Also, when LGBTIQ parents are prevented by law from creating legal ties to their children, these parents may be unable to pick up their children at day care, may be unable to advocate for their children at school, and can be denied the ability to make critical healthcare decisions for their children.

Formal recognition of same-sex relationships gives couples the tools and the security they need to build a life together. For committed same-sex couples with children, relationship recognition provides both legal and economic security for the entire family. Denying this recognition robs children of crucial support and stability, and ultimately leaves families unprotected, which makes creating and raising a family even more difficult.

Adoption is one of the primary ways that parents who are LGBTIQ create families. However, in most places LGBTIQ individuals and couples face barriers to adoption, making it difficult or sometimes impossible for these loving, qualified people to create families. Furthermore, the possibility to adopt the ‘biological child’ of the partner is perpetuating a discriminatory treatment of rainbow families, degrades them to ‘second class families’ and is in contrast to an equal and just society.

It’s a really crucial point that equality for LGBTI families protects the children. It’s a point that often gets lost in the ‘family values’ argument, isn’t it?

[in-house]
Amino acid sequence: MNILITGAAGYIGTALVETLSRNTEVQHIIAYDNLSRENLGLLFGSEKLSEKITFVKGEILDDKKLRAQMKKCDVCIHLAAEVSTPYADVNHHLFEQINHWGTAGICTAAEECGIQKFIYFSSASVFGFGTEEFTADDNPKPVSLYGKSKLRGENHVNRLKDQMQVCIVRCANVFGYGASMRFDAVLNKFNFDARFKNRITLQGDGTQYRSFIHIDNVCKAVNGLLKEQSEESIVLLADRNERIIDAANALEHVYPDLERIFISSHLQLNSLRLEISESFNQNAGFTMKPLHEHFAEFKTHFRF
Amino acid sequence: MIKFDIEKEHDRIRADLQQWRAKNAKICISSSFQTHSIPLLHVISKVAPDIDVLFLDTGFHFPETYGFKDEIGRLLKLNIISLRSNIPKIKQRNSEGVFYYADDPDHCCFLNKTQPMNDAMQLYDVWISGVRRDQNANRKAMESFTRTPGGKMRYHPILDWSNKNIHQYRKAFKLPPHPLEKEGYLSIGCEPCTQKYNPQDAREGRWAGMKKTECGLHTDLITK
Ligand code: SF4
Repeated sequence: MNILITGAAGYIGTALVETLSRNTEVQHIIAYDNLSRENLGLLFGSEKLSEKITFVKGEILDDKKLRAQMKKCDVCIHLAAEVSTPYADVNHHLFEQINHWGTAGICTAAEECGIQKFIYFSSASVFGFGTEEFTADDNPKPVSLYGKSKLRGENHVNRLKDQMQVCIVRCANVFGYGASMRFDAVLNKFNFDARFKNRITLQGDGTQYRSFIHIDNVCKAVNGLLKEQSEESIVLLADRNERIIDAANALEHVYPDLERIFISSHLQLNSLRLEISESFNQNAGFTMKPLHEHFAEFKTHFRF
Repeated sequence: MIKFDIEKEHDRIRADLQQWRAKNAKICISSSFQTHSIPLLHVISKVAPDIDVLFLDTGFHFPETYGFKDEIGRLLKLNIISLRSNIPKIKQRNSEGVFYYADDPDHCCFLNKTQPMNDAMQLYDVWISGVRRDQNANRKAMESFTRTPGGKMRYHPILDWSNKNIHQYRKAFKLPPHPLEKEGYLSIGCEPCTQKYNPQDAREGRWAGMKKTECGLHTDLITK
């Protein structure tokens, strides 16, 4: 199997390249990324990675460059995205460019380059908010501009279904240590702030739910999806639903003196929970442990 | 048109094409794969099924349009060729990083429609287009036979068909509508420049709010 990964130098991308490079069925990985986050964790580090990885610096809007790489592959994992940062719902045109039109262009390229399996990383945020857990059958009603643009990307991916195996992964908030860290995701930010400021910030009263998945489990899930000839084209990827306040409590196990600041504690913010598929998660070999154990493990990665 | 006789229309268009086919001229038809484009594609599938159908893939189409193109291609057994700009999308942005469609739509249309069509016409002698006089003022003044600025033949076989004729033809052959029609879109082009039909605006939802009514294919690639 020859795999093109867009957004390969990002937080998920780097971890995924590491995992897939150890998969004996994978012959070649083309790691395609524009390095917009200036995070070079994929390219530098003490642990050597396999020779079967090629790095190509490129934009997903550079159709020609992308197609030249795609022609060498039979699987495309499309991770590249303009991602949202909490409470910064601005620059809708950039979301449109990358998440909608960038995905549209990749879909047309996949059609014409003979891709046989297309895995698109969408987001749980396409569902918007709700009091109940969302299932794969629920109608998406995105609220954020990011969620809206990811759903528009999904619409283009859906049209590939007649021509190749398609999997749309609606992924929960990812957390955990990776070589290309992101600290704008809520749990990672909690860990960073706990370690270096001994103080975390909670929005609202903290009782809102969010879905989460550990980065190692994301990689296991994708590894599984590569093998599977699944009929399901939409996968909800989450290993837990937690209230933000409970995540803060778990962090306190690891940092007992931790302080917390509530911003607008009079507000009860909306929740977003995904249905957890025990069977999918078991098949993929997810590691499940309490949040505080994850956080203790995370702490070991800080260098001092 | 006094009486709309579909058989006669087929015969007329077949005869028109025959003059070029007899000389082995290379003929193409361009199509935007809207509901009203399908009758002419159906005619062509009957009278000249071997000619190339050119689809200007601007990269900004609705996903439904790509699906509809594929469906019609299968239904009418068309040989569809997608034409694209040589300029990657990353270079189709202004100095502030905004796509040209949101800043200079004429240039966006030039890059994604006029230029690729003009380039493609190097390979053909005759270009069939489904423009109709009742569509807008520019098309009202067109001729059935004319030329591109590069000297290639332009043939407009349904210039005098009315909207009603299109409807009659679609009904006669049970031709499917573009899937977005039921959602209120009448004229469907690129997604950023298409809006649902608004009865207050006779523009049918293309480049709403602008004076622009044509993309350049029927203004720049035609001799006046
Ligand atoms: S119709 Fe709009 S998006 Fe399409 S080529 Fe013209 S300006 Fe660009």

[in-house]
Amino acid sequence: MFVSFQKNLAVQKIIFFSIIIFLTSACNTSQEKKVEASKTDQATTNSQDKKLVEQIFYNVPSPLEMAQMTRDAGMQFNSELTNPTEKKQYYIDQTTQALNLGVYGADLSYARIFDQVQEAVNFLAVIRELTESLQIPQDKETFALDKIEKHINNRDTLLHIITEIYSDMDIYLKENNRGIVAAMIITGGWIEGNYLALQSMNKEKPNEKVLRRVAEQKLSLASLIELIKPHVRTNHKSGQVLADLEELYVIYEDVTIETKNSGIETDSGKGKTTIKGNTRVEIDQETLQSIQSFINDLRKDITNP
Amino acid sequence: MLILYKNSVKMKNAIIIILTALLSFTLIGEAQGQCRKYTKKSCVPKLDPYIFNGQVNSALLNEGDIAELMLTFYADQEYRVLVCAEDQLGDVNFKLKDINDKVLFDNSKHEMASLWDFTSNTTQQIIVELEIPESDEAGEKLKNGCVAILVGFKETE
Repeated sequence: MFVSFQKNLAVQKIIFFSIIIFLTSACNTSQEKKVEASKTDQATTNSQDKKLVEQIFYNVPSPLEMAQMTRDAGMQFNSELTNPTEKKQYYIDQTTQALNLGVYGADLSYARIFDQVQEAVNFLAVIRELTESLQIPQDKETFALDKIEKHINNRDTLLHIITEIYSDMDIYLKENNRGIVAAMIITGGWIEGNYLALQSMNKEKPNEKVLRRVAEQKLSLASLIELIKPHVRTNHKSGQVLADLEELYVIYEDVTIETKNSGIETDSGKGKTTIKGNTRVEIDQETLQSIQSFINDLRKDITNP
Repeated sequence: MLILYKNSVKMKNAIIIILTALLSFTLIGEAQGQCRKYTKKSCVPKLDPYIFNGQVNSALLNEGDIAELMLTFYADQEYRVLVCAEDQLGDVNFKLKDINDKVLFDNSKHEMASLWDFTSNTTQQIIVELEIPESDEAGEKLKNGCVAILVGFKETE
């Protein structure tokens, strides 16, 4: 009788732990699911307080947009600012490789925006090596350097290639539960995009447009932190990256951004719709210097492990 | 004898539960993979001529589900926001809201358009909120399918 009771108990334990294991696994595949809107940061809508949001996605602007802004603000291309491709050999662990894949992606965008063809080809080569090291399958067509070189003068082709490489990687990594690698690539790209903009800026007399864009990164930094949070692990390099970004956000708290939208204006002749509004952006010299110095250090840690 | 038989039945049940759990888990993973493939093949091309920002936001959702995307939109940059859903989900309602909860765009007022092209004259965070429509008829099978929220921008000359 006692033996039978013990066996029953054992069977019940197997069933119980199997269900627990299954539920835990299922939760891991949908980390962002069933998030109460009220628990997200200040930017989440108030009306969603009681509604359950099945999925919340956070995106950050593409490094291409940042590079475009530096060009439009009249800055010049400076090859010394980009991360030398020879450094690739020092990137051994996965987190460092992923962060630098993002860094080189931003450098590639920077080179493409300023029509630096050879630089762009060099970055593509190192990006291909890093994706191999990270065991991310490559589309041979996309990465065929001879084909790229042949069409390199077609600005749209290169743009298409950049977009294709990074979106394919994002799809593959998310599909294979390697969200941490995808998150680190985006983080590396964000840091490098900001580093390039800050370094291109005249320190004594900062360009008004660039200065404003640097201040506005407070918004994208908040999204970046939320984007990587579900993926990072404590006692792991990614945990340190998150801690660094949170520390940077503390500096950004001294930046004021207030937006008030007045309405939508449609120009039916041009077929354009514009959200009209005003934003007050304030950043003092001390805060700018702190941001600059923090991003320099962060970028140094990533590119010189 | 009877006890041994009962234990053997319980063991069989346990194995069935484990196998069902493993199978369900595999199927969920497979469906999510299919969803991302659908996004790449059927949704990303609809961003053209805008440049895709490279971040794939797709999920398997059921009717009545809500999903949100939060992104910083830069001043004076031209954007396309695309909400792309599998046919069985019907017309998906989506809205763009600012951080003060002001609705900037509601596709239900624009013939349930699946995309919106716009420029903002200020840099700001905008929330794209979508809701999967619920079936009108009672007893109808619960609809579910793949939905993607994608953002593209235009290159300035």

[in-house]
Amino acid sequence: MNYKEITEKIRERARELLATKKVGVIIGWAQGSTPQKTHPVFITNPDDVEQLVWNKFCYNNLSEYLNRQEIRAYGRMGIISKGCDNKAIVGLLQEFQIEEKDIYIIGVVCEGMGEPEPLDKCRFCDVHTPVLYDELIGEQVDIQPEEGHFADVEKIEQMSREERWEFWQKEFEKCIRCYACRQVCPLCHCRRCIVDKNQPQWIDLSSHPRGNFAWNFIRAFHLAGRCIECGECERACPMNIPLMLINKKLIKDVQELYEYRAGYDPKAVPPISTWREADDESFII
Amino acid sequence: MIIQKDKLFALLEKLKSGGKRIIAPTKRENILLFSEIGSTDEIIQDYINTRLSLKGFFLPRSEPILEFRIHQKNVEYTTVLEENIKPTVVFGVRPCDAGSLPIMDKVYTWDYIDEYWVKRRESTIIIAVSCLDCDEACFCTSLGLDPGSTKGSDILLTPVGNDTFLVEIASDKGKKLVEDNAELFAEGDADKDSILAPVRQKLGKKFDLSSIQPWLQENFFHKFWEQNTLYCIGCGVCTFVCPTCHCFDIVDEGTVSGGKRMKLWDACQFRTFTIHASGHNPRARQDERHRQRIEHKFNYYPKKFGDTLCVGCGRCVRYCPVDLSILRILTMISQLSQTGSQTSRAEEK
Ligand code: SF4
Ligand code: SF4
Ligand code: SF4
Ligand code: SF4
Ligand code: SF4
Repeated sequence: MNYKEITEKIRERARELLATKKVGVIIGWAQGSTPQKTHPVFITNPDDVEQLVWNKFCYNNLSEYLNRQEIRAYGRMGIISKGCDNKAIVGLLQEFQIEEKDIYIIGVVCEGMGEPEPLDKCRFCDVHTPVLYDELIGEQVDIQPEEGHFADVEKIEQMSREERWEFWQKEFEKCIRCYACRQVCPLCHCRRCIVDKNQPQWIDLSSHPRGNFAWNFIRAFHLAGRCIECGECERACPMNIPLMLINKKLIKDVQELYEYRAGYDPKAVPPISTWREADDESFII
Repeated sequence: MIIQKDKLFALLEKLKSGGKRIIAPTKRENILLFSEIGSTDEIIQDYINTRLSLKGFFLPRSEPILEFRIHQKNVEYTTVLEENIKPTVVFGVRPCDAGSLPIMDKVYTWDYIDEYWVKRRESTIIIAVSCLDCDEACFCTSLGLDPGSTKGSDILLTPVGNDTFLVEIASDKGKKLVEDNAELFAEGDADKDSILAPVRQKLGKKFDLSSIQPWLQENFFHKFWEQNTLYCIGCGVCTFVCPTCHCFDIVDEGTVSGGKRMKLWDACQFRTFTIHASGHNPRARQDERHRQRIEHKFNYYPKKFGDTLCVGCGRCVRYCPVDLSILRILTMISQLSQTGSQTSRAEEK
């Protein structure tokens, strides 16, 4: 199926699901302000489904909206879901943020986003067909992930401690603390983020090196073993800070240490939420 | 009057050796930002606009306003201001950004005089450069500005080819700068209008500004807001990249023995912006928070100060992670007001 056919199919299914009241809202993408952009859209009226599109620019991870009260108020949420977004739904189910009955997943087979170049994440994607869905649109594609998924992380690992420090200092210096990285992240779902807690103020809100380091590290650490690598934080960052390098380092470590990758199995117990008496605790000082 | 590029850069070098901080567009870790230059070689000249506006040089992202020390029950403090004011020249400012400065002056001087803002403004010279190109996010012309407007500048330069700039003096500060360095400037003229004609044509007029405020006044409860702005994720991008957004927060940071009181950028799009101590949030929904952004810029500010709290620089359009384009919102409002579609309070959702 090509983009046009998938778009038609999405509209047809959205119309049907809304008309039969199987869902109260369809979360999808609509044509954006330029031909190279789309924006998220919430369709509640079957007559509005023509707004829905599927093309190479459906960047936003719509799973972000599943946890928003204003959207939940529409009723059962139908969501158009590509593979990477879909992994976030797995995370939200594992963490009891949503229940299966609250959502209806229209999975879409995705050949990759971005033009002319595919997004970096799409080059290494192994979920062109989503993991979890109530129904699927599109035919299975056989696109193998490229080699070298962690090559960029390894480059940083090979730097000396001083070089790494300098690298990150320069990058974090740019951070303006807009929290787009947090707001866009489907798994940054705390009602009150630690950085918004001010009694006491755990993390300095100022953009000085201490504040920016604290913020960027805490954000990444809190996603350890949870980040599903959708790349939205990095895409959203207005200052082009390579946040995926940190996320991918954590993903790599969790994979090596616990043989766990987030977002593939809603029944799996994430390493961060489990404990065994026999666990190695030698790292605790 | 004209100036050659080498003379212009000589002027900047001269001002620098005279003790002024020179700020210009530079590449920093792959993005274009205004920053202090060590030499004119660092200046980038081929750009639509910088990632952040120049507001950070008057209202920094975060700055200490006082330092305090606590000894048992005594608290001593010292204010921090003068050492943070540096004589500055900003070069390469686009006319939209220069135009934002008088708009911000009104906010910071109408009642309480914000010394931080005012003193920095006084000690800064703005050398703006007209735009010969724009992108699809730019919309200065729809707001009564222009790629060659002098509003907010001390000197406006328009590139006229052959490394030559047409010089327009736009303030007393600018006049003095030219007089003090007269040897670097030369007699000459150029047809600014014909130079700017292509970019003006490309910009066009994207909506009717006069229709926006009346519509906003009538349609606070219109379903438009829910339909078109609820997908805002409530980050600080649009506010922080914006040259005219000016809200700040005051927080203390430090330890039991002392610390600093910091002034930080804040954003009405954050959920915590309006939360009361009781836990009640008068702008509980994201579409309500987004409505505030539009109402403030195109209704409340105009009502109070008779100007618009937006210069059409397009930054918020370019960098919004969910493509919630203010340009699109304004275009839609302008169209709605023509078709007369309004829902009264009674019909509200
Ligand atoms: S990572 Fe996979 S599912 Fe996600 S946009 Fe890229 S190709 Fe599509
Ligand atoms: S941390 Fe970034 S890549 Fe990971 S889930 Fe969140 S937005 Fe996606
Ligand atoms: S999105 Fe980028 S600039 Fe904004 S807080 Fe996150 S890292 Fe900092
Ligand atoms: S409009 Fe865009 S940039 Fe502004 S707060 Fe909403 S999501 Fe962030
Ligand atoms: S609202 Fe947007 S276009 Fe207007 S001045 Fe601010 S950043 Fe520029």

Studies show that alarming numbers of students with parents who are LGBTIQ report experiencing bullying, harassment, and discrimination at school because of who their parents are and how their families were formed. As a result, these students are deprived of equal educational opportunities and are too often left with few or no avenues for recourse. Research shows that unchecked bullying and harassment negatively impact student achievement by decreasing interest in school, increasing absenteeism, and decreasing concentration levels for students. Leaders in the fields of education and child welfare agree that positive school climate and culture is a critical condition for promoting students’ academic success.

Social stigmatization and legal discrimination of LGBTQ families forces children to stay in a closet that is not even their own. One of the greatest challenges reported by youth with LGBTQ parents is a sense of isolation, alone-ness, or feeling that ‘they are the only one’.

Do you think there is a strong enough spotlight being shone on issues around trans parenting?

Trans parenting is definitely a huge issue, all the more so as in many countries – 24 countries alone in Europe – forced sterilization is still compulsory to change your gender, thereby destroying people’s opportunity to create a family, which is one of the grossest denials of human rights, including in so called ‘progressive’ countries.

Co-operating with NELFA will make sure that issues around trans parenting will be upheld on the next IDAHOT. NELFA is very much committed to raise awareness about the situation of LGBTIQ* families among the public at large, in particular of trans and inter issues, that most of the time remain largely invisible also within the LGBT community.

Learn more about IDAHOT 2017 here.